In the present study, by using the-state-of-the-art single-cell RNA-seq approach [12], we resolved all cell types at the embryo implantation site of the mouse uterus on GD6. Through data analysis, we identified differentially expression changes in all cell types at the invasion phase of embryo implantation. We also predicted cell–cell crosstalk between trophoblasts and uterine cell types. Our study provides a valuable resource for understanding of the molecular mechanism of embryo implantation.

Materials and methods

Sample collection

Adult CD-1 mice of the SPF grade were used in this study. All mice were caged under light-controlled conditions (14 h/10 h light/dark cycles) with free access to regular food and water. Female mice were mated with fertile males and success of mating was confirmed the next morning by the presence of a vaginal plug. The day of the vaginal plug was denoted as gestation day 1 (GD1). On GD6, the implantation sites and inter-implantation sites (served as a control) were collected separately. All animal procedures were approved by the Institutional Animal Care and Use Committee of South China Agricultural University (No. 2020B078, approved on 29/09/2020).

Bulk RNA-seq analysis

The total RNAs from uterine tissues were extracted with the TRIzol reagent (Invitrogen). RNA-seq libraries were generated by using the TruSeq RNA sample preparation kit (Illumina) and sequenced on an Illumina HiSeq 2500 system. Using UCSC mm10 mouse genome as reference, raw data were analyzed using TopHat v2.0.4 [13] and Cufflinks v2.2.1 [14] as described previously [15]. Gene expression levels were measured as fragments per kilobase per million (FPKM).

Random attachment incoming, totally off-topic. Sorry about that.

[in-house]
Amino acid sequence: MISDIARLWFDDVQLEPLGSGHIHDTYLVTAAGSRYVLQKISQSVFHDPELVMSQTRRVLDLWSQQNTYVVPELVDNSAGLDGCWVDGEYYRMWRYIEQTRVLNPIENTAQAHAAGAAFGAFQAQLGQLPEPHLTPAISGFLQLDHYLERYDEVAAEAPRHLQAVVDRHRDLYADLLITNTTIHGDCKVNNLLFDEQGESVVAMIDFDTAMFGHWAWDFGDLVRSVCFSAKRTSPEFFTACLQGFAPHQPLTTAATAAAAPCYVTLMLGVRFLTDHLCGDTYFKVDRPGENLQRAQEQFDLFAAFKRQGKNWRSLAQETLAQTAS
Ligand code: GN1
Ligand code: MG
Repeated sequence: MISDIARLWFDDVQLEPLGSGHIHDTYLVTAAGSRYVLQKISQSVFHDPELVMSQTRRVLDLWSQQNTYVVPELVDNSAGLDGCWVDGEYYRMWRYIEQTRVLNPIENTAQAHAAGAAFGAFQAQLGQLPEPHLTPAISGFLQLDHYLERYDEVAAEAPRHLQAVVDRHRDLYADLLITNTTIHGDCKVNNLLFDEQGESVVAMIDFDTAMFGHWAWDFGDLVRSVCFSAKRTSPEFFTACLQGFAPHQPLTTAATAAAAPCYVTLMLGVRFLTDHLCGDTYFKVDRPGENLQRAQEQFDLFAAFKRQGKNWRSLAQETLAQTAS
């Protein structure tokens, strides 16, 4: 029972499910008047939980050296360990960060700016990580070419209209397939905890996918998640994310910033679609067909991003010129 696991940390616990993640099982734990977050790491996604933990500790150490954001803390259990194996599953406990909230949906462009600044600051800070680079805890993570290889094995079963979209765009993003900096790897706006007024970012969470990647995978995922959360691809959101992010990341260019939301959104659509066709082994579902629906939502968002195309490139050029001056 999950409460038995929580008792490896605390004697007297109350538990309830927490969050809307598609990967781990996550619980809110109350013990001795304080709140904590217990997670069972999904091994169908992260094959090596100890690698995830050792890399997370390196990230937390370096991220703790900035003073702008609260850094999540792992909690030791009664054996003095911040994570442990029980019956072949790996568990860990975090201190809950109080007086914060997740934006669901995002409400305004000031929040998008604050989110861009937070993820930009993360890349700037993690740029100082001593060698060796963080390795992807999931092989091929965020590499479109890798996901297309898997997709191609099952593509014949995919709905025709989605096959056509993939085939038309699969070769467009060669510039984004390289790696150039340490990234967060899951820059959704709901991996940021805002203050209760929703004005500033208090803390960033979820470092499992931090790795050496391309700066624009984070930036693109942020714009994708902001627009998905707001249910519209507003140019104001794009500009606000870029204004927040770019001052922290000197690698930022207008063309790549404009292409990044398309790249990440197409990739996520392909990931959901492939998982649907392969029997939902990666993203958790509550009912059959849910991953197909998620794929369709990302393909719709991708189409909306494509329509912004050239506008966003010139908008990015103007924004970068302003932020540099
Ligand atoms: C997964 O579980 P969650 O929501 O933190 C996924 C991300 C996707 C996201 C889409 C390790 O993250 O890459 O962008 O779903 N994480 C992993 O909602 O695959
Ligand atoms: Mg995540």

Single-cell dissociation of mouse uterus

Single-cell suspension was prepared as described previously [16, 17]. Briefly, the uterine tissues from 3 mice for each group were pooled and minced with a blade. Tissues were then incubated in dissociation buffer containing 2 mg/ml Collagenase II (#C6885, Sigma-Aldrich), 10 mg/ml Dispase II (#354,235, Corning) and 50,000 U/ml DNase I (#DN25, Sigma-Aldrich) for up to 30 min at 37 °C in a shaking incubator. The digestion progress was checked every 5 min with a microscope until a single cell suspension was achieved. The single-cell suspension was then passed through a 40-μm cell strainer to remove undigested tissues. Cells were spun down at 250 g at 4 °C for 4 min and the pelleted cells were washed using centrifugation. In order to measure cell viability, cells were strained with AO/PI solution (#CS2-0106, Nexcelom Bioscience) and counted using a Cellometer Auto 2000 instrument (#SD-100, Nexcelom Bioscience). The single-cell suspension was carried forward to single-cell RNA-seq only if the cell viability was > 80% and the percentage of cell clumps was < 10%.

Single-cell RNA-seq library preparation and sequencing

The final concentration of single-cell suspension was adjusted to 1000 cells/μl and a volume of 15 µl was loaded into one channel of the ChromiumTM Single Cell B Chip (#1,000,073, 10 × Genomics), aiming at recovering 8000–10,000 cells. The Chromium Single Cell 3' Library & Gel Bead Kit v3 (#1,000,075, 10 × Genomics) was used for single-cell bar-coding, cDNA synthesis and library preparation, following the manufacturer's instructions provided as the Single Cell 3' Reagent Kits User Guide Version 3. Library sequencing was performed on an Illumina novaseq 6000 system configured with the paired-end 150-bp protocol at a sequencing depth of approximately 400 million reads.